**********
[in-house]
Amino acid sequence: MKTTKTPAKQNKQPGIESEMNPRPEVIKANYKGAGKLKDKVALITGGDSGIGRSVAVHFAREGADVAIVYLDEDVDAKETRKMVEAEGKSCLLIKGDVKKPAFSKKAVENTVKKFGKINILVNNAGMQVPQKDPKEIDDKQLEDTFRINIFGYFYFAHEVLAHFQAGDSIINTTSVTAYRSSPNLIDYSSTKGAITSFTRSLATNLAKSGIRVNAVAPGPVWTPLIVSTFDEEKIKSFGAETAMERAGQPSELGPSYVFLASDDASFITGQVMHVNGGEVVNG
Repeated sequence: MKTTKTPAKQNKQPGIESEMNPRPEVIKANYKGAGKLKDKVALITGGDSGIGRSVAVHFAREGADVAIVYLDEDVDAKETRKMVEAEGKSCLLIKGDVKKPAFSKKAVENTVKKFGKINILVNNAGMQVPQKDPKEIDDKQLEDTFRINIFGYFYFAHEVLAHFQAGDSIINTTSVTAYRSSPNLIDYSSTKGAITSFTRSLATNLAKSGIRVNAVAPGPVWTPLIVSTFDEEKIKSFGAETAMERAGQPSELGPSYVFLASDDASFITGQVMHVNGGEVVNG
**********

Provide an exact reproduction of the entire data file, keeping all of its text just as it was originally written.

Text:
[in-house]
Amino acid sequence: MKTTKTPAKQNKQPGIESEMNPRPEVIKANYKGAGKLKDKVALITGGDSGIGRSVAVHFAREGADVAIVYLDEDVDAKETRKMVEAEGKSCLLIKGDVKKPAFSKKAVENTVKKFGKINILVNNAGMQVPQKDPKEIDDKQLEDTFRINIFGYFYFAHEVLAHFQAGDSIINTTSVTAYRSSPNLIDYSSTKGAITSFTRSLATNLAKSGIRVNAVAPGPVWTPLIVSTFDEEKIKSFGAETAMERAGQPSELGPSYVFLASDDASFITGQVMHVNGGEVVNG
Repeated sequence: MKTTKTPAKQNKQPGIESEMNPRPEVIKANYKGAGKLKDKVALITGGDSGIGRSVAVHFAREGADVAIVYLDEDVDAKETRKMVEAEGKSCLLIKGDVKKPAFSKKAVENTVKKFGKINILVNNAGMQVPQKDPKEIDDKQLEDTFRINIFGYFYFAHEVLAHFQAGDSIINTTSVTAYRSSPNLIDYSSTKGAITSFTRSLATNLAKSGIRVNAVAPGPVWTPLIVSTFDEEKIKSFGAETAMERAGQPSELGPSYVFLASDDASFITGQVMHVNGGEVVNG